descriptionBackground Patients on oral anticoagulant therapy (OAT) require regular testing of the prothrombin time (PT) and the international normalised ratio (INR) to monitor their blood coagulation level to avoid complications of either over or under coagulation. PT/INR can be tested by a healthcare professional or by the patient. The latter mode of the testing is known as patient self-testing or home testing. The objective of this study was to elicit patients' perspectives and experiences regarding PT/INR self-testing using portable coagulometer devices. Methods Internet blog text mining was used to collect 246 blog postings by 108 patients, mainly from the USA and the UK. The content of these qualitative data were analysed using XSight and NVivo software packages. Results The key themes in relation to self-testing of OAT identified were as follows: Patient benefits reported were time saved, personal control, choice, travel reduction, cheaper testing, and peace of mind. Equipment issues included high costs, reliability, quality, and learning how to use the device. PT/INR issues focused on the frequency of testing, INR fluctuations and individual target (therapeutic) INR level. Other themes noted were INR testing at laboratories, the interactions with healthcare professionals in managing and testing OAT and insurance companies' involvement in acquiring the self-testing equipment. Social issues included the pain and stress of taking and testing for OAT. Conclusions Patients' blogs on PT/INR testing provide insightful information that can help in understanding the nature of the experiences and perspectives of patients on self-testing of OAT. The themes identified in this paper highlight the substantial complexities involved in self-testing programmes in the healthcare system. Thus, the issues elicited in this study are very valuable for all stakeholders involved in developing effective self-testing strategies in healthcare that are gaining considerable current momentum particularly for patients with chronic illness.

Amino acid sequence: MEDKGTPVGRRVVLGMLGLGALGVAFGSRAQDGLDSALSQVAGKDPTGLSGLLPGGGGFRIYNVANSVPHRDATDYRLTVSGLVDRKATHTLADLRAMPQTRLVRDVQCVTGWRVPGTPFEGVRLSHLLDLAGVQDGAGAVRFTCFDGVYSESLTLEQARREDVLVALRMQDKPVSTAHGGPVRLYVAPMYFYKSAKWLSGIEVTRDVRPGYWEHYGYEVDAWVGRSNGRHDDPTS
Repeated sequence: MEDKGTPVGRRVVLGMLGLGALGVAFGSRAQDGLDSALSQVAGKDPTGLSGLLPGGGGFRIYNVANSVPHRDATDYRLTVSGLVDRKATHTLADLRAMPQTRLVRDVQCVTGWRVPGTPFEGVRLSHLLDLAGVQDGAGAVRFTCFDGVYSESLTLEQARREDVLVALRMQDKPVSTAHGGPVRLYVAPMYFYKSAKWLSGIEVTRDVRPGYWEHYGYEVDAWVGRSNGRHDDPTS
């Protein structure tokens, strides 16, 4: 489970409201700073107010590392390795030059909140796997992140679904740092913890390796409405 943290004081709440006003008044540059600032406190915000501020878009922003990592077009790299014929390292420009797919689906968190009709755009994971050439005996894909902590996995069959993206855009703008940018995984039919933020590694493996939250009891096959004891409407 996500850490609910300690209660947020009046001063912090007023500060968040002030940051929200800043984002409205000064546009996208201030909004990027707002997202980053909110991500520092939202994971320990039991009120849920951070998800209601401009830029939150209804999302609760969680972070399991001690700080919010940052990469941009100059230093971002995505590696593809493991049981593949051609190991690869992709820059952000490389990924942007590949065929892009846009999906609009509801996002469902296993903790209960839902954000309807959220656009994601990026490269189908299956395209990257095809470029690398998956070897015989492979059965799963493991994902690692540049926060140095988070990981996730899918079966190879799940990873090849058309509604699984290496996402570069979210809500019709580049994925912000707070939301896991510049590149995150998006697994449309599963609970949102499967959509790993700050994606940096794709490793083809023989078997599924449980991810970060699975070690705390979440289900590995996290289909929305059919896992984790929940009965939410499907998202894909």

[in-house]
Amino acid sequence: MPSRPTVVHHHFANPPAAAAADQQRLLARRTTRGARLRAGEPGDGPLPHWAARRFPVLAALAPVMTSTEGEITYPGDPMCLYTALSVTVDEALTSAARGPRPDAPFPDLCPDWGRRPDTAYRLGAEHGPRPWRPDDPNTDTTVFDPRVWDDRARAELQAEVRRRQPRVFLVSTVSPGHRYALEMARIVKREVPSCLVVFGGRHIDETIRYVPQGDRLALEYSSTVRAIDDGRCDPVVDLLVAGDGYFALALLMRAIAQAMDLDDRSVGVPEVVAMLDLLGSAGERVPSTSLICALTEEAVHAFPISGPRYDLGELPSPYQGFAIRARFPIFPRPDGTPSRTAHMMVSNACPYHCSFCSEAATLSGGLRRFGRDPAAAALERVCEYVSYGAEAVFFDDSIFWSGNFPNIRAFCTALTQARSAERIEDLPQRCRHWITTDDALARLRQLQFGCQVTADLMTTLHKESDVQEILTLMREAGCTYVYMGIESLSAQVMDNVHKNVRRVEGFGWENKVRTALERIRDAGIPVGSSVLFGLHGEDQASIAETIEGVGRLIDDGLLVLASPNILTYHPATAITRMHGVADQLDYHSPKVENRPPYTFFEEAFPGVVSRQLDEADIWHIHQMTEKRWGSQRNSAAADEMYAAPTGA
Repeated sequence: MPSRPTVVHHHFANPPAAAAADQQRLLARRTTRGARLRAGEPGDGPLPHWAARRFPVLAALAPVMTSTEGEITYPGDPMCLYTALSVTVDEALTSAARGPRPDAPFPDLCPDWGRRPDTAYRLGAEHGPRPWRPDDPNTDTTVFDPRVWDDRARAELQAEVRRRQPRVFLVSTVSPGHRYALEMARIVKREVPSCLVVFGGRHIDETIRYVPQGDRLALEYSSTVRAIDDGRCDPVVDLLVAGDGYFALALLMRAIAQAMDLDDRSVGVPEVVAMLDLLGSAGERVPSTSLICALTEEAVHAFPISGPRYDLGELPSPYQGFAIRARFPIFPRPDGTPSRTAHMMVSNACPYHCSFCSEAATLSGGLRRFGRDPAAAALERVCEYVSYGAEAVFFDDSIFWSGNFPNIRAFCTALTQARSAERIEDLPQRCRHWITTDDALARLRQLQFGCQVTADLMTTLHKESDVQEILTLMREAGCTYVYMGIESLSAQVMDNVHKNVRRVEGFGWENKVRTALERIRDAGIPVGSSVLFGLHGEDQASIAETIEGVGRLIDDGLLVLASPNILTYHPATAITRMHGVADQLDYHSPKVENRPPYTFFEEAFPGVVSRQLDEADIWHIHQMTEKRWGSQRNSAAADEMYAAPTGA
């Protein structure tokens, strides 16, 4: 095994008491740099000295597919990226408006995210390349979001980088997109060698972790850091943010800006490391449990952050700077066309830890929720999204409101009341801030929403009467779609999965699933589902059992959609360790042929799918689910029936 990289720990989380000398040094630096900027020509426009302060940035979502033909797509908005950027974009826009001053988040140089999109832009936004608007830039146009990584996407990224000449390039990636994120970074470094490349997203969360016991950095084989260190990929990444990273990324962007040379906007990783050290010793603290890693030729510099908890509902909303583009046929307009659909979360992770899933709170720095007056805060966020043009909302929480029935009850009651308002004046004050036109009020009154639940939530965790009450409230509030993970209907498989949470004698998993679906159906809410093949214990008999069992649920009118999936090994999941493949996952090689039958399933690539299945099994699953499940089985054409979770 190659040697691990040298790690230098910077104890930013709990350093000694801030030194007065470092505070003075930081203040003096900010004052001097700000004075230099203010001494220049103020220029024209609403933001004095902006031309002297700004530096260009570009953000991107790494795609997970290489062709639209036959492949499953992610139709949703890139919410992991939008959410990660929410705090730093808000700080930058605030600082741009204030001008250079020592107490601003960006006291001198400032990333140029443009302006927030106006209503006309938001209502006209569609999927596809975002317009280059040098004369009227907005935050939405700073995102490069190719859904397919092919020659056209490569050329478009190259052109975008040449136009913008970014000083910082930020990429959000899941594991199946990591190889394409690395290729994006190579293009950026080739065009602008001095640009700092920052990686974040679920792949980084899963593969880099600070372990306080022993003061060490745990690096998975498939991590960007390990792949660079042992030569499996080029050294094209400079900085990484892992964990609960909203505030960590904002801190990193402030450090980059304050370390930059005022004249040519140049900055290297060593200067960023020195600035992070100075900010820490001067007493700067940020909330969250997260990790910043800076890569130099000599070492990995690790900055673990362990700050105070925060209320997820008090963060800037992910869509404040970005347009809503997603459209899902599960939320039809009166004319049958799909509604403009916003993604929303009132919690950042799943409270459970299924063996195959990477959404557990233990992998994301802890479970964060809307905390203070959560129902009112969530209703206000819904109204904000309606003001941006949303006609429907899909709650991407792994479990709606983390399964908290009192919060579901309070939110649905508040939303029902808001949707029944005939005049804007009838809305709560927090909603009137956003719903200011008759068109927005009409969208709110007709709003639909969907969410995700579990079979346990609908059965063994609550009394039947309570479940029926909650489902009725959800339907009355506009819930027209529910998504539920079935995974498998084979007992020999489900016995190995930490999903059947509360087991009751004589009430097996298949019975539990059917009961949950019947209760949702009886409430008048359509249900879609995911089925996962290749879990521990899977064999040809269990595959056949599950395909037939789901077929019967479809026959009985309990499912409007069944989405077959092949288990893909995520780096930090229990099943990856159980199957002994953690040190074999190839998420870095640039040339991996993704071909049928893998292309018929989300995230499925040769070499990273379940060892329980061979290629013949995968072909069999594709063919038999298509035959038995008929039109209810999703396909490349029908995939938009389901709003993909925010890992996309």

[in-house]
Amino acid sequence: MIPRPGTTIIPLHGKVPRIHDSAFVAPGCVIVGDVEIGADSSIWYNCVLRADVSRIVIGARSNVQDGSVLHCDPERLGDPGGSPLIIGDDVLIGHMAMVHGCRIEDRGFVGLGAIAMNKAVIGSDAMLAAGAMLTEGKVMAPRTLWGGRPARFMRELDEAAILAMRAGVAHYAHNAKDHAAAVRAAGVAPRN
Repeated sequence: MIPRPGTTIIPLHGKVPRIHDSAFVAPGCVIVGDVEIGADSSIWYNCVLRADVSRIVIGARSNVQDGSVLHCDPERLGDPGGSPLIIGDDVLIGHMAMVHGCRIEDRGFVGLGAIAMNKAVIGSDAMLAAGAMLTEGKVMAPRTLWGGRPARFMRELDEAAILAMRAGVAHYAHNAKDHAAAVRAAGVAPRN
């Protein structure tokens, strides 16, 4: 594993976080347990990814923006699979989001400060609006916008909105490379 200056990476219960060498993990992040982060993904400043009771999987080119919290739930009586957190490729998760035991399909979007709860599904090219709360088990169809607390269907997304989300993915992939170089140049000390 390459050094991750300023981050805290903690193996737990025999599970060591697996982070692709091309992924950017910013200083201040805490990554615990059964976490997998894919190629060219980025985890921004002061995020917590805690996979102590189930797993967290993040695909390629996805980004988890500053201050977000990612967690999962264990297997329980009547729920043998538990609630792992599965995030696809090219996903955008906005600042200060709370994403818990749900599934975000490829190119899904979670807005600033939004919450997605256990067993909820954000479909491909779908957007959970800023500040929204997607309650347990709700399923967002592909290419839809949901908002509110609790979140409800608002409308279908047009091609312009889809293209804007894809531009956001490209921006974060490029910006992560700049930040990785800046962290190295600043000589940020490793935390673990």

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titlePatients' perspectives on self-testing of oral anticoagulation therapy: Content analysis of patients' internet blogs.(Research article)(Report)